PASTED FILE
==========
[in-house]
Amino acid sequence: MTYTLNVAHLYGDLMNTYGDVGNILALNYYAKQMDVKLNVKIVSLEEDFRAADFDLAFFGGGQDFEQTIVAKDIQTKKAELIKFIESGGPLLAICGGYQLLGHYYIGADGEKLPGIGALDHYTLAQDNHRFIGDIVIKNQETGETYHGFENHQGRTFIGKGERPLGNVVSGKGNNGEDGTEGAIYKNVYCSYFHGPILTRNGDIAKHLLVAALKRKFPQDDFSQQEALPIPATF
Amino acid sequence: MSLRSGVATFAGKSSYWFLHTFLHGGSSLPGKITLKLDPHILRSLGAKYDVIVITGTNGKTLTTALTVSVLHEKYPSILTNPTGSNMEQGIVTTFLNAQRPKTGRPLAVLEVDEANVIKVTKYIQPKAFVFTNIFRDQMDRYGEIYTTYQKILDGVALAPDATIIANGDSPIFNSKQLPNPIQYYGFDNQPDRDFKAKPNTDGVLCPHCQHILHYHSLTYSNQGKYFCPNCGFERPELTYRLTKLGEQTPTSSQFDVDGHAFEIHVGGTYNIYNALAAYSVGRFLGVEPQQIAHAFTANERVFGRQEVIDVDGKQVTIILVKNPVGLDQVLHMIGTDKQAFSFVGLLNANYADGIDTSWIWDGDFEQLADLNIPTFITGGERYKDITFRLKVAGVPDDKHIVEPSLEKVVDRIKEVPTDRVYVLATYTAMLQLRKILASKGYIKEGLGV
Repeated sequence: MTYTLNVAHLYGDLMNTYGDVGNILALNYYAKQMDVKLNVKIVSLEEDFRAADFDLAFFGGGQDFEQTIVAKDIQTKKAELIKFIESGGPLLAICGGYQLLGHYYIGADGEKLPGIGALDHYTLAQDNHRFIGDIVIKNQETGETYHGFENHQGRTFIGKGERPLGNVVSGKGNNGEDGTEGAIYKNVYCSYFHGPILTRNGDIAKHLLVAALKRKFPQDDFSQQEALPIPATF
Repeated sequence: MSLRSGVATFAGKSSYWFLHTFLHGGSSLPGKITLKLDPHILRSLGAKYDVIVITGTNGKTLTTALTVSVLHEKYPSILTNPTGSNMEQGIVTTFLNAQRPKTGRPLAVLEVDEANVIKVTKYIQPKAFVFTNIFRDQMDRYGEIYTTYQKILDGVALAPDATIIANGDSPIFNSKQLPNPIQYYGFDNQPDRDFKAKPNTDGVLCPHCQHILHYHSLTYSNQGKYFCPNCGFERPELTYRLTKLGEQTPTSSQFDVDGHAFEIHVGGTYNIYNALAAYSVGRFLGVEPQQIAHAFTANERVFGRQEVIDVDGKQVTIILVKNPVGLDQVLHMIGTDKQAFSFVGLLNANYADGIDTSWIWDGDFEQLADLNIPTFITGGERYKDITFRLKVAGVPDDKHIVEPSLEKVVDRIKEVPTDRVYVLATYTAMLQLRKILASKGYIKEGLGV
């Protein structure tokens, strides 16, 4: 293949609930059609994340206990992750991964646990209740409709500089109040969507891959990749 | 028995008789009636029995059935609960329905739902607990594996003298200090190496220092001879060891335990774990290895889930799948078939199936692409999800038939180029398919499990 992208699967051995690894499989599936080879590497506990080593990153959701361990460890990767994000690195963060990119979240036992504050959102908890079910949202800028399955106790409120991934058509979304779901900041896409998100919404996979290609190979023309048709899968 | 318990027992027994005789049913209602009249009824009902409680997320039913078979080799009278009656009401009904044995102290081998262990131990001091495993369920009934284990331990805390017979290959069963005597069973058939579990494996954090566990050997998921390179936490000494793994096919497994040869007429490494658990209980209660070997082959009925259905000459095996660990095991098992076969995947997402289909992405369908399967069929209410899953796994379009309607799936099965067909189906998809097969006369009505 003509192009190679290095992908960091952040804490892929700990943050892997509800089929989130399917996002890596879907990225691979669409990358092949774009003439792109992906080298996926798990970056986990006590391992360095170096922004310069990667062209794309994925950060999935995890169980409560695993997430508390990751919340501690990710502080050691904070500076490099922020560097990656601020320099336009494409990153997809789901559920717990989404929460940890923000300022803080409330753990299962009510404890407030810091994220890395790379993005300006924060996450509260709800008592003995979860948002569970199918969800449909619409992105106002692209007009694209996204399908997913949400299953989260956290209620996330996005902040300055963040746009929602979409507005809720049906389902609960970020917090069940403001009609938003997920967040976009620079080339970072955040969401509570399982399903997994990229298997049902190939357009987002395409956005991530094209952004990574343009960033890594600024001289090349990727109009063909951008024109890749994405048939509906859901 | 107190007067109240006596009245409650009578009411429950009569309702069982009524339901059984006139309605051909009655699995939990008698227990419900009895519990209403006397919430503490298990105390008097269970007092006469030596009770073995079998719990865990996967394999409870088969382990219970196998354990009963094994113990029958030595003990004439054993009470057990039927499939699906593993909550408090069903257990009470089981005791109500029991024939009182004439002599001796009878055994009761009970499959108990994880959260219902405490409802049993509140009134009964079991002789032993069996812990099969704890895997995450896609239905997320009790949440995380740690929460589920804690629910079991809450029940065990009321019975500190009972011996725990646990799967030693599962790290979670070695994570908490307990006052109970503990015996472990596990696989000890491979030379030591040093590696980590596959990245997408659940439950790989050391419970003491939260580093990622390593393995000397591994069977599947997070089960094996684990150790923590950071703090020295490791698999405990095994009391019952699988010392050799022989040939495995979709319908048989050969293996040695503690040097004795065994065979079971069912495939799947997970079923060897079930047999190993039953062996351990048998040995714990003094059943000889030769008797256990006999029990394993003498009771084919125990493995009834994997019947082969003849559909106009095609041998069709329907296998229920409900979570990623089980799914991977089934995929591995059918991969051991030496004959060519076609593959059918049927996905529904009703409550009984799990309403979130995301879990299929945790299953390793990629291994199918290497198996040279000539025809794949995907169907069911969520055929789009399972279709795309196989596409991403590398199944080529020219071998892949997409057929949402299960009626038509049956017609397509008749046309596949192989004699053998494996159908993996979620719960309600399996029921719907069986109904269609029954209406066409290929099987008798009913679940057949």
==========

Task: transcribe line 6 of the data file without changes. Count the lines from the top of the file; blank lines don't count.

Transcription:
């Protein structure tokens, strides 16, 4: 293949609930059609994340206990992750991964646990209740409709500089109040969507891959990749 | 028995008789009636029995059935609960329905739902607990594996003298200090190496220092001879060891335990774990290895889930799948078939199936692409999800038939180029398919499990 992208699967051995690894499989599936080879590497506990080593990153959701361990460890990767994000690195963060990119979240036992504050959102908890079910949202800028399955106790409120991934058509979304779901900041896409998100919404996979290609190979023309048709899968 | 318990027992027994005789049913209602009249009824009902409680997320039913078979080799009278009656009401009904044995102290081998262990131990001091495993369920009934284990331990805390017979290959069963005597069973058939579990494996954090566990050997998921390179936490000494793994096919497994040869007429490494658990209980209660070997082959009925259905000459095996660990095991098992076969995947997402289909992405369908399967069929209410899953796994379009309607799936099965067909189906998809097969006369009505 003509192009190679290095992908960091952040804490892929700990943050892997509800089929989130399917996002890596879907990225691979669409990358092949774009003439792109992906080298996926798990970056986990006590391992360095170096922004310069990667062209794309994925950060999935995890169980409560695993997430508390990751919340501690990710502080050691904070500076490099922020560097990656601020320099336009494409990153997809789901559920717990989404929460940890923000300022803080409330753990299962009510404890407030810091994220890395790379993005300006924060996450509260709800008592003995979860948002569970199918969800449909619409992105106002692209007009694209996204399908997913949400299953989260956290209620996330996005902040300055963040746009929602979409507005809720049906389902609960970020917090069940403001009609938003997920967040976009620079080339970072955040969401509570399982399903997994990229298997049902190939357009987002395409956005991530094209952004990574343009960033890594600024001289090349990727109009063909951008024109890749994405048939509906859901 | 107190007067109240006596009245409650009578009411429950009569309702069982009524339901059984006139309605051909009655699995939990008698227990419900009895519990209403006397919430503490298990105390008097269970007092006469030596009770073995079998719990865990996967394999409870088969382990219970196998354990009963094994113990029958030595003990004439054993009470057990039927499939699906593993909550408090069903257990009470089981005791109500029991024939009182004439002599001796009878055994009761009970499959108990994880959260219902405490409802049993509140009134009964079991002789032993069996812990099969704890895997995450896609239905997320009790949440995380740690929460589920804690629910079991809450029940065990009321019975500190009972011996725990646990799967030693599962790290979670070695994570908490307990006052109970503990015996472990596990696989000890491979030379030591040093590696980590596959990245997408659940439950790989050391419970003491939260580093990622390593393995000397591994069977599947997070089960094996684990150790923590950071703090020295490791698999405990095994009391019952699988010392050799022989040939495995979709319908048989050969293996040695503690040097004795065994065979079971069912495939799947997970079923060897079930047999190993039953062996351990048998040995714990003094059943000889030769008797256990006999029990394993003498009771084919125990493995009834994997019947082969003849559909106009095609041998069709329907296998229920409900979570990623089980799914991977089934995929591995059918991969051991030496004959060519076609593959059918049927996905529904009703409550009984799990309403979130995301879990299929945790299953390793990629291994199918290497198996040279000539025809794949995907169907069911969520055929789009399972279709795309196989596409991403590398199944080529020219071998892949997409057929949402299960009626038509049956017609397509008749046309596949192989004699053998494996159908993996979620719960309600399996029921719907069986109904269609029954209406066409290929099987008798009913679940057949």